The challenge of long-term weight control after initial weight loss is determined by various genetic and epigenetic factors and neuro-hormones in the body, reveals a new research.
A group of obesity experts led by Paul MacLean, PhD, and Rena Wing, PhD at National Institutes of Health Working Group explained personalized weight-loss strategies should be implemented to maintain the weight loss, as effective weight-loss program vary from person to person.
Researchers advised to make use of pharmacological strategies to counter the physiological changes that occur after weight loss, which require adjustments to the drug development process.
Other approaches mentioned in the report were to improve adherence to physical activity programs, intake of foods engineered to maximize palatability and satiation to improve long-term adherence to a lower-calorie diet, following strategies to decrease the perceived reward value of foods and increase impulse control and at last all the technologies and social networking to keep individuals engaged and goal-oriented.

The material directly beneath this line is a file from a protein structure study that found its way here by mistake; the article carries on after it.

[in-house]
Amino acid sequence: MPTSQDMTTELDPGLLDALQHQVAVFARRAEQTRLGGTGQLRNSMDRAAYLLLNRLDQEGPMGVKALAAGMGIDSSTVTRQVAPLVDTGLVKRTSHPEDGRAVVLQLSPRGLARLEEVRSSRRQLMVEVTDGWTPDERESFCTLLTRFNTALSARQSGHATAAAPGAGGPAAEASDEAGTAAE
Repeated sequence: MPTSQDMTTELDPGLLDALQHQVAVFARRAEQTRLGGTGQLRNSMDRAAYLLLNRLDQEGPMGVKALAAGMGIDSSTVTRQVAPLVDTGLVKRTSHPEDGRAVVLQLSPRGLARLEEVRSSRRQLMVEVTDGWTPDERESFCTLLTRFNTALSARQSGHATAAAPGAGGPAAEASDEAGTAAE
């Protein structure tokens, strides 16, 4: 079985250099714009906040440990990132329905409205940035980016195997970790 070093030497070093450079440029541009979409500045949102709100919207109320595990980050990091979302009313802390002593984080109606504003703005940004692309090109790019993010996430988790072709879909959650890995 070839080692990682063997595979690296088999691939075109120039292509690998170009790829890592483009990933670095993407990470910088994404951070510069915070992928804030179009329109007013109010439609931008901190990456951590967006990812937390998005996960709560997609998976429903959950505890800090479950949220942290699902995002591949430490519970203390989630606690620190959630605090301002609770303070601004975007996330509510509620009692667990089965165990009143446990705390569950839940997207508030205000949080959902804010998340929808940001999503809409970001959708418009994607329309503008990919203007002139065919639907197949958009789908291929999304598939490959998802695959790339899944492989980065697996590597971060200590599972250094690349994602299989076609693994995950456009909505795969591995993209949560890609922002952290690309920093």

Dr. Wing added that development of more effective approaches to weight-loss maintenance requires the integration of physiological and behavioral perspectives and a more concerted collaboration between basic and clinical researchers.
Dr. MacLean, co-chairman of the National Institutes of Health (NIH) working group said that there are many differences in individuals ranging from genetic to behavioral that lead some to do well on one approach, whereas others do not.
The report, "Innovative Research to Improve Maintenance of Weight Loss" will be published in the January 2015 issue of the journal 'Obesity'.